Posted on 20/11/2014 by Claudia
The sound of touchdown
Sensors in the feet of Rosetta’s lander Philae have recorded the sound of touchdown as it first came into contact with Comet 67P/Churyumov-Gerasimenko. The instrument, SESAME-CASSE, was turned on during the descent and clearly registered the first touchdown as Philae came into contact with the comet, in the form of vibrations detected in the soles of the lander’s feet.
Image credit: ESA/ATG medialab
Audio file credit: ESA/Rosetta/Philae/SESAME/DLR – CC BY-SA IGO 3.0
Note that this is an actual sound file; i.e. it is a recording of mechanical vibrations at acoustic frequencies. No modification was necessary except for some technical adjustments (e.g. the .wav format requires amplitude normalisation). Actual frequency content and duration are unchanged.
SESAME is the lander’s Surface Electrical Sounding and Acoustic Monitoring Experiment, and comprises three suites of instruments:
- CASSE – the Comet Acoustic Surface Sounding Experiment, which allows mechanical parameters of the surface to be deduced, along with details of the structure of the subsurface;
- DIM – the Dust Impact Monitor, which measures properties of impacting comet grains;
- PP – the Permittivity Probe, which determines one of the key electrical properties of the material beneath Philae, which is linked to the water ice content of the surface.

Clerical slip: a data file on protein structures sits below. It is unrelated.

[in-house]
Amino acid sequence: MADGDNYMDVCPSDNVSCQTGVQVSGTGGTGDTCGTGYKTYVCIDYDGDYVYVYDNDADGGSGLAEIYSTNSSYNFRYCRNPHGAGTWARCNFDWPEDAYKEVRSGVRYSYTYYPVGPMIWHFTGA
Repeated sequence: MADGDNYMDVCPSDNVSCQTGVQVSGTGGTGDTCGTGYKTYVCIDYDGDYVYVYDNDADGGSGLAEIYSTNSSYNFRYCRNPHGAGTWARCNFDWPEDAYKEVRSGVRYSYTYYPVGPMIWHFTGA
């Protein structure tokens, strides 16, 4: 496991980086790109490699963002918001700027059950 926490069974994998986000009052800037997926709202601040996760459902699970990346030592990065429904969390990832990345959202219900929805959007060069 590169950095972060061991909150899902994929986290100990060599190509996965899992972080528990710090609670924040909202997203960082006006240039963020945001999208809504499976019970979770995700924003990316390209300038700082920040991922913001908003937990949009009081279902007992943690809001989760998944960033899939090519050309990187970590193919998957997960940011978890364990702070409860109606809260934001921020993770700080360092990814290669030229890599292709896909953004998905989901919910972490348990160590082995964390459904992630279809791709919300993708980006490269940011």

Klaus Seidensticker from the DLR Institute of Planetary Research says: “Our data record the first touchdown and show that Philae’s feet first penetrated a soft surface layer – possibly a dust layer – several centimetres thick until they hit a hard surface – probably a sintered ice-dust layer – a few milliseconds later.”
Data from the SESAME-DIM instrument meanwhile suggest that current cometary activity at the final landing site is low, while preliminary data from SESAME-PP are consistent with a large amount of water ice under the lander. Combined with additional data from other instruments, the goal is to derive mechanical properties of the comet. However, first impressions already suggest that the surface of 67P/C-G is significantly structured, mixing soft and hard aspects.
Klaus adds: “At the moment, we are also supporting the effort to reconstruct the flight path of the lander after first touchdown, collecting all available data across the various instruments. This is important for SESAME, especially CASSE, as we need to know the speed, impact angle, and rotation rate before the first touchdown, but also the final landing place.”
SESAME Principal Investigators:
CASSE: Klaus Seidensticker (PI for the SESAME consortium), German Aerospace Center, Institute of Planetary Research, Asteroids and Comets, Berlin, Germany
DIM: Harald Krueger, Max-Planck-Institute for Solar System Research, Göttingen, Germany
PP: Walter Schmidt, Finnish Meteorological Institute, Helsinki, Finland